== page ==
For an assignment this week, I had to pull a Spiritual Insight from the passage I was assigned to translate. This is what is on my mind.
In Mark 5:21-24; 35-43, Jesus raises the daughter of Jarius from death. Consider, she is one of three people Jesus raised during his earthly ministry. I have a daughter who is twelve, like this girl was, and so her story jumped out of the page at me. Mark used five different words for this pre-teen young woman.
“My little daughter is at her end.”
- θυγατριον – thugatrion: diminutive of daughter; term of endearment; little daughter (BDAG 365) This is the term the father used toward his daughter when he begged for Jesus’ help.
“Your daughter died.”
- θυγατηρ – thugater: in this case, literally daughter (BDAG 365) This is what those from Jarius’s house called her.
“The child did not die, but sleeps.”
- παιδιον – paidion: generic for child, used of both genders (BDAG 609) This is what Jesus called her before waking her up.
“Little girl, get up!”
- ταλιθα – talitha: Aramaic for little girl (BDAG 811) This is how Jesus addressed the girl when he told her to get up. Perhaps Jesus chose this because this was the language she would understand.
“ταλιθα means darling baby girl.”
- κορασιον – korasion: diminutive of κορη, which is literally girl, but can be pupil (eye) or “apple” as in apple of the eye (BDAG 445) This is from a Hebrew idiom found a few times in the Hebrew Bible. It comes from the image of the tiny person you can see reflected in the eye of a person you are standing near to. This term eventually evolves into our English term for schoolchild -pupil-from the Latin pupa. This is how Mark translates ταλιθα for his readers, and what he calls the girl after she came back to life.
Five different terms for the 12-year-old girl who received a second life at the touch of Jesus’ hand. To Jarius, she was his little girl. To the servants, she was the daughter of the master. Until Jesus met her personally, she was a generic child. But, when they met, he understood enough of her to know how to call her so that she could understand. He used her heart language to call her to life. After she was cured, she becomes the “baby darling girl.”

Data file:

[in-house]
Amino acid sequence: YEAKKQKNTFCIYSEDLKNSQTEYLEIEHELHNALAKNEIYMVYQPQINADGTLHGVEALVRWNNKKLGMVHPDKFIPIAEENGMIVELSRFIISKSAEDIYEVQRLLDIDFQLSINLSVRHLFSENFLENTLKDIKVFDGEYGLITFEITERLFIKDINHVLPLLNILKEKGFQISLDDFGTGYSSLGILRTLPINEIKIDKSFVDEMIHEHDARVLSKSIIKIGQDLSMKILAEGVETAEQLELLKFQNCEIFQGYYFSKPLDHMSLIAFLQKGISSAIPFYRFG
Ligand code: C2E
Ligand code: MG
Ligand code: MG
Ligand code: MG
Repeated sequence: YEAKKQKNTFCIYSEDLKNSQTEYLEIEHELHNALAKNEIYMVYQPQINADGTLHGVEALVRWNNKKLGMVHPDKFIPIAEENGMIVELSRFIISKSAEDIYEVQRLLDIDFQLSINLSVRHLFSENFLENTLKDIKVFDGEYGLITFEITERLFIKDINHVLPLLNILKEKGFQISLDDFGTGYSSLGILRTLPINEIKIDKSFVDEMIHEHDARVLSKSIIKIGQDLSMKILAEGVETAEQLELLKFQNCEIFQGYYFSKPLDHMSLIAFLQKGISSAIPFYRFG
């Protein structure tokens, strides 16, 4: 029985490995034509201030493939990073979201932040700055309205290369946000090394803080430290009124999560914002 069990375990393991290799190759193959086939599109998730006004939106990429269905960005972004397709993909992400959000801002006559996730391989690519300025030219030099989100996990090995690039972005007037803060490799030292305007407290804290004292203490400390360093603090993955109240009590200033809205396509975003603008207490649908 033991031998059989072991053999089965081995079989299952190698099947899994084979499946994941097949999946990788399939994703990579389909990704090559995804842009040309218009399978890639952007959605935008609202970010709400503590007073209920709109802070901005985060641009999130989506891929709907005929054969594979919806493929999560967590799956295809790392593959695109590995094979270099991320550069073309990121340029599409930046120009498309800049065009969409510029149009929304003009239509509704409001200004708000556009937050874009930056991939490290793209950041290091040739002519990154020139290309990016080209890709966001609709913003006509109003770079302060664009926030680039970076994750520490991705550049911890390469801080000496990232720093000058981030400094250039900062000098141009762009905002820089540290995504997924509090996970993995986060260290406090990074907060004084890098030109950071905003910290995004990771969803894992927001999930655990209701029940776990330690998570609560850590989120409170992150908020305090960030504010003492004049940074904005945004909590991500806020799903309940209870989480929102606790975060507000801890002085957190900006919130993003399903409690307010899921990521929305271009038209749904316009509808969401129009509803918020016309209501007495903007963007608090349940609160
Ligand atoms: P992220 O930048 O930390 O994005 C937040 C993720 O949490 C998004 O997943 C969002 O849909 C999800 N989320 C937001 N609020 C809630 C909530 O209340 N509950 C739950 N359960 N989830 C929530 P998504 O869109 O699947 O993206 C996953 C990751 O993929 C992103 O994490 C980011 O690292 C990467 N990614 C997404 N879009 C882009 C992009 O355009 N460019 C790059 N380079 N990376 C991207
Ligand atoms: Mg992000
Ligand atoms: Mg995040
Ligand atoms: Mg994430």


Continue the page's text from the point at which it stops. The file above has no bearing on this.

At once, they marveled with great amazement. But, he ordered them that no one should know this…
Jesus orders everyone who saw the miracle to silence. Why? Not for a show of humility, but to spare the child’s life. Consider the threat to Lazarus after Jesus raised him. He had a warrant on his head (John 12:10-11). We can hope the family understood and kept her story quiet to spare her life as witness to the threat that Jesus’ immense power posed to the authorities. Theologians love to dissect the ministry of Jesus into a planned and purposeful strategy with every moment loaded with eternal meaning. In this story, I don’t see premeditation, but pathos. Jesus cares for little girls.
…and he said to give her (something) to eat.
2 thoughts on “ταλιθα – Darling Baby Girl!”
A further thought, I once wrote a poem about this darling little girl. I hope it’s OK to put a link to it?
Kay, a beautiful telling of this gospel event. I was around 12 years old when Jesus found me too. This is precious!